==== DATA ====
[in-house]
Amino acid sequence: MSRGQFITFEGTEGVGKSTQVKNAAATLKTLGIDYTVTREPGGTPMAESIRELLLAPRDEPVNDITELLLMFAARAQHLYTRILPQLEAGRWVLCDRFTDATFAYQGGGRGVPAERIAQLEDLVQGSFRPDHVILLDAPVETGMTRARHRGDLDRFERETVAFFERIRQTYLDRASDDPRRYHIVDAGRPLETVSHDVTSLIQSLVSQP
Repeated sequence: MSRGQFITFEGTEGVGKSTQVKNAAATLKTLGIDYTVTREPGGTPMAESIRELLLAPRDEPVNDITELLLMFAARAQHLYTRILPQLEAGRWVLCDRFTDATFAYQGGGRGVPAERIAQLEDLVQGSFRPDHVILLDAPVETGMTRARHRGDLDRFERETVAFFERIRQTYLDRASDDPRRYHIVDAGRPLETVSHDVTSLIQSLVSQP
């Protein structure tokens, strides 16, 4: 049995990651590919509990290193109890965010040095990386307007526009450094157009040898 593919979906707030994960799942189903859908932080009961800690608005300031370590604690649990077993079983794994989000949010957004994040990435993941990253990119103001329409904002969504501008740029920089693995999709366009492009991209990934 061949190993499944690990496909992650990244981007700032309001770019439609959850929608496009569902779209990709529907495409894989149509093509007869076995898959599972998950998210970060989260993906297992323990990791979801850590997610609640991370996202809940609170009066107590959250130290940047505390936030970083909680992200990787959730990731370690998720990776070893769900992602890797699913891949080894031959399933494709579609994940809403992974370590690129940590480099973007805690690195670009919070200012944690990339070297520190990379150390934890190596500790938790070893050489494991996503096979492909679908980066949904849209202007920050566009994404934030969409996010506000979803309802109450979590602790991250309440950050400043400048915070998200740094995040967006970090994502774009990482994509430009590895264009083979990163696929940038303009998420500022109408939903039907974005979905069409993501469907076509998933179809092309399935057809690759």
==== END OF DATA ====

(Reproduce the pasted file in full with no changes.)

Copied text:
[in-house]
Amino acid sequence: MSRGQFITFEGTEGVGKSTQVKNAAATLKTLGIDYTVTREPGGTPMAESIRELLLAPRDEPVNDITELLLMFAARAQHLYTRILPQLEAGRWVLCDRFTDATFAYQGGGRGVPAERIAQLEDLVQGSFRPDHVILLDAPVETGMTRARHRGDLDRFERETVAFFERIRQTYLDRASDDPRRYHIVDAGRPLETVSHDVTSLIQSLVSQP
Repeated sequence: MSRGQFITFEGTEGVGKSTQVKNAAATLKTLGIDYTVTREPGGTPMAESIRELLLAPRDEPVNDITELLLMFAARAQHLYTRILPQLEAGRWVLCDRFTDATFAYQGGGRGVPAERIAQLEDLVQGSFRPDHVILLDAPVETGMTRARHRGDLDRFERETVAFFERIRQTYLDRASDDPRRYHIVDAGRPLETVSHDVTSLIQSLVSQP
């Protein structure tokens, strides 16, 4: 049995990651590919509990290193109890965010040095990386307007526009450094157009040898 593919979906707030994960799942189903859908932080009961800690608005300031370590604690649990077993079983794994989000949010957004994040990435993941990253990119103001329409904002969504501008740029920089693995999709366009492009991209990934 061949190993499944690990496909992650990244981007700032309001770019439609959850929608496009569902779209990709529907495409894989149509093509007869076995898959599972998950998210970060989260993906297992323990990791979801850590997610609640991370996202809940609170009066107590959250130290940047505390936030970083909680992200990787959730990731370690998720990776070893769900992602890797699913891949080894031959399933494709579609994940809403992974370590690129940590480099973007805690690195670009919070200012944690990339070297520190990379150390934890190596500790938790070893050489494991996503096979492909679908980066949904849209202007920050566009994404934030969409996010506000979803309802109450979590602790991250309440950050400043400048915070998200740094995040967006970090994502774009990482994509430009590895264009083979990163696929940038303009998420500022109408939903039907974005979905069409993501469907076509998933179809092309399935057809690759």